Data Protection Act
General advice for the elected members of The Moray Council
The Data Protection Act 1998 came into force on 1 March 2000. It regulates the holding and processing of personal data, that is information relating to living individuals, which is held either on computer or in some cases in manual form. The Act gives enforceable rights to individuals (data subjects) and places obligations on those legal persons who control the manner and the purpose of the processing of personal data (data controllers). Data controllers must notify the Data Protection Commissioner of the details of their processing. These details are published by the Commissioner in the register of notifications. Data controllers must also comply with eight data protection principles, which together form an enforceable framework for the proper handling of personal data.
In considering whether they need to notify, elected members must decide in which capacity they process personal data.
- As members of the Council they may have access to and process personal data in the same way as employees. The data controller is the Council rather than the elected member. An example is of a member of a housing committee who has access to tenancy files for the purpose of considering whether or not the Council should proceed with an eviction. In this case the elected member is not required to notify.
- When councillors act on their own behalf, they are likely to have to notify in their own right. Examples include, the processing of personal data in order to timetable surgery appointments or progress complaints made by local residents. When campaigning within their own political parties for adoption as a prospective candidate for a particular ward they also act as individuals and can only rely upon the notification of their parties if as a matter of fact the parties control the manner and the purpose of the processing of personal data for the purpose of their individual campaigns.
- When acting on behalf of a political party, however, for instance as an office holder or as an official candidate, members are entitled to rely upon the data protection notification made by the party.
There is an important exemption from notification where the only personal data, which are processed, take the form of non-automated or manual records. However, even if this is the case and there is no notification requirement, elected members must comply with the other requirements of the Data Protection Act, in particular meting the standards set out in the 8 data protection principles.
A standard form of notification for elected members has been prepared in order to simplify the procedure. Any elected members who believe that they need to notify should contact the Commissioner’s Notification Dept (telephone 01625 545740).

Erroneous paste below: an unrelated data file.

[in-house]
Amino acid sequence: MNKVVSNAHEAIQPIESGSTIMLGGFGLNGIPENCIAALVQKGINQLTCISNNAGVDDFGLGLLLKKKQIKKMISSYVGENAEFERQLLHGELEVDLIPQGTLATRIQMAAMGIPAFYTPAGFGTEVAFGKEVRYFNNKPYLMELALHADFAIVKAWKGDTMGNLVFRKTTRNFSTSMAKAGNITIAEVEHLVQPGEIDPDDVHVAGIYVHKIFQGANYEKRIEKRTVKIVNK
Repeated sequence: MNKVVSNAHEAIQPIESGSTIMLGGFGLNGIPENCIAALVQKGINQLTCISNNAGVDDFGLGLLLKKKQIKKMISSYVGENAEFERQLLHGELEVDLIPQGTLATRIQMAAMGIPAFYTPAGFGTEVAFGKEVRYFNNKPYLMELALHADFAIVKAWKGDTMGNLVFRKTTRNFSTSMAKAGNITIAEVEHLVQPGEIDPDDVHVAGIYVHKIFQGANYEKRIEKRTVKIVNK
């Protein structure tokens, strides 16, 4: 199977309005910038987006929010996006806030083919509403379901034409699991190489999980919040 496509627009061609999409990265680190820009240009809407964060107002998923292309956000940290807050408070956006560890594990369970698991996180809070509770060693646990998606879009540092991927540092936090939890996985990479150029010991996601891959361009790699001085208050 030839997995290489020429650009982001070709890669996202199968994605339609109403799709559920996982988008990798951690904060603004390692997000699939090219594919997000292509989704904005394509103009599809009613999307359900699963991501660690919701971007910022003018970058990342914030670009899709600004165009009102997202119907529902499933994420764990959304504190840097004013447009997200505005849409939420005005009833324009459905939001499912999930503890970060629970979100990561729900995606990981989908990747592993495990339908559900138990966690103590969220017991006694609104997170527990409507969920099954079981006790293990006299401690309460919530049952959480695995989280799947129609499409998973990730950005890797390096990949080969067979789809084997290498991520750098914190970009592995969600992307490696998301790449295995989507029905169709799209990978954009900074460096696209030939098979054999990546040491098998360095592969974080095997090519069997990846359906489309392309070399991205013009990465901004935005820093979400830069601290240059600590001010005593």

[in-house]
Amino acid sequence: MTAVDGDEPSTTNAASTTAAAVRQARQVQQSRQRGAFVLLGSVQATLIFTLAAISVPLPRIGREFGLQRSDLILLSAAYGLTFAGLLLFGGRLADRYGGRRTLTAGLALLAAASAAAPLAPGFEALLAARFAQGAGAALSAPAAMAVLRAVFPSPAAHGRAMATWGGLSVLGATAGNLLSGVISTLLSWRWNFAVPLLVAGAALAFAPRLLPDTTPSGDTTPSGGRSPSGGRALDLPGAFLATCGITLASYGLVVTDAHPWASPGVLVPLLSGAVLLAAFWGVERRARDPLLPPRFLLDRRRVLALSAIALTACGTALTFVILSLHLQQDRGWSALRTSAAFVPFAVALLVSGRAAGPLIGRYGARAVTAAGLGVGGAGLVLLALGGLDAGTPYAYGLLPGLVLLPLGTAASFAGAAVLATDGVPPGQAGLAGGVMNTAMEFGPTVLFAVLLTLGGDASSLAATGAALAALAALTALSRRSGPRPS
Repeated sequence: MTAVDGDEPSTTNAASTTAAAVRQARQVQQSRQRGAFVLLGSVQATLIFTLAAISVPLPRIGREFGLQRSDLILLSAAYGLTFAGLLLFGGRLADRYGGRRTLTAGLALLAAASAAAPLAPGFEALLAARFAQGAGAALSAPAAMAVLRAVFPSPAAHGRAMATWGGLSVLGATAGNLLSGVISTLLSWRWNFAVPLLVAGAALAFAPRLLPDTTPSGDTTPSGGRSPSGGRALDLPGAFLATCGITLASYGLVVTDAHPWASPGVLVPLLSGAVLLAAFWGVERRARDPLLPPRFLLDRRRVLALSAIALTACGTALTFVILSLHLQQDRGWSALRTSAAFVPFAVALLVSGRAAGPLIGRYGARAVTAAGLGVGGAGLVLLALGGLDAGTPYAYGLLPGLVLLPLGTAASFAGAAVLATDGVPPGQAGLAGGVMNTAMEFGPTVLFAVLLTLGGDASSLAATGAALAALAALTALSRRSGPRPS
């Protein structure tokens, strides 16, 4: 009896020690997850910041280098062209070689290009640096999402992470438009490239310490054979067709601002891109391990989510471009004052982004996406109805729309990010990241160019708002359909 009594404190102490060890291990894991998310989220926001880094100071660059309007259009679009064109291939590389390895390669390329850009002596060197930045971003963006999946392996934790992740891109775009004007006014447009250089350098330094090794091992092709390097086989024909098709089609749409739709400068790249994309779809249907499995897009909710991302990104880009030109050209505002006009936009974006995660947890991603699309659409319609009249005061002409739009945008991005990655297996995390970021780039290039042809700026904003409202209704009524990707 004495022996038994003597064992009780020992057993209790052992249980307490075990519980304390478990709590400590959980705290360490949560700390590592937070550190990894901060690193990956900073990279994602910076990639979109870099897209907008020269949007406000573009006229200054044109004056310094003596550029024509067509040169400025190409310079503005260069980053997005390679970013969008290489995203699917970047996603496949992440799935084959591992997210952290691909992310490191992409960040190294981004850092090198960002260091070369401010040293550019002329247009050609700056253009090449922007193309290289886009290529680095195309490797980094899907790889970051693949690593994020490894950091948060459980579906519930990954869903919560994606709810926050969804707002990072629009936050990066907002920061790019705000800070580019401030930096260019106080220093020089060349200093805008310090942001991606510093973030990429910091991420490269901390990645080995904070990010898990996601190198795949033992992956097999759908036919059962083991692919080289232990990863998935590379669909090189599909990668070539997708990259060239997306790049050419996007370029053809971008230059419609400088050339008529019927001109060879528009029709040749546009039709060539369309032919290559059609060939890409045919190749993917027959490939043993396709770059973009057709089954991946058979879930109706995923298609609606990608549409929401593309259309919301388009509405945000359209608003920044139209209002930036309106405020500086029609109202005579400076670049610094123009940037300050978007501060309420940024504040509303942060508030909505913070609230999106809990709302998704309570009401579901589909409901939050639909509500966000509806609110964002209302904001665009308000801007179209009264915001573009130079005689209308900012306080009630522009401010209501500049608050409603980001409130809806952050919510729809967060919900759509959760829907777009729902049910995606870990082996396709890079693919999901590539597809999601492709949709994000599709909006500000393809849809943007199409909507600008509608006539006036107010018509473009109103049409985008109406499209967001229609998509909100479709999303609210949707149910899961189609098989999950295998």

Use of personal data
When considering whether it is permissible to make use of personal data for any particular purpose, elected members must first consider the context in which that information was collected, and in particular, who is the data controller for the data.
- Information, which is held by the local authority, may not be used for political or representational purposes unless the individuals to whom the data relate (the "data subjects") have agreed. Thus it would not be permissible to use a list of the users of a particular Council service (e.g. members of libraries) for electioneering purposes (e.g. a campaign against the closure of public libraries) without the consent of those individuals. Similarly it would not be permissible to use personal data to which the elected member had access in an official capacity, say a member of the Housing Committee, in order to progress complaint on behalf of a local resident unless all the individuals concerned has consented.
- When campaigning for election as the representative of a political party, candidates may make use of personal data held by their parties such as mailing lists and of personal data, which they hold as elected members. For instance, it would be permissible to seek support from local residents whom the candidate has assisted in the past as a Councillor. It would not, however, be permissible to disclose the details of those local residents to the party without consent.
- When campaigning for election to an office within a party, it is only permissible to make use of data controlled by the party if authorised to do so by the party and its rules. It would be wrong, for instance, to make use of information, which the candidate might have, in his or her capacity, say as the local membership secretary unless the party itself had sanctioned this.
The Data Protection Act contains a number of criminal offences. In particular:
- Processing personal data unless a notification has been made to the Commissioner. A councillor who made use of a computerised list of library members or tenants for electioneering purposes would commit an offence if he or she had not notified.
- Making disclosures of personal data, which have not been authorised by the data controller. An elected member who disclosed personal data to his or her party for electioneering purposes would potentially commit this offence.
- Procuring unauthorised disclosures of personal data. An elected member who obtained a copy of personal data ostensibly for council purposes but in reality for his or her personal use or the use of his or her party would commit an offence.
Further general advice on the Data Protection Act is available from the Commissioner’s office or via the Information Line(01625 54574).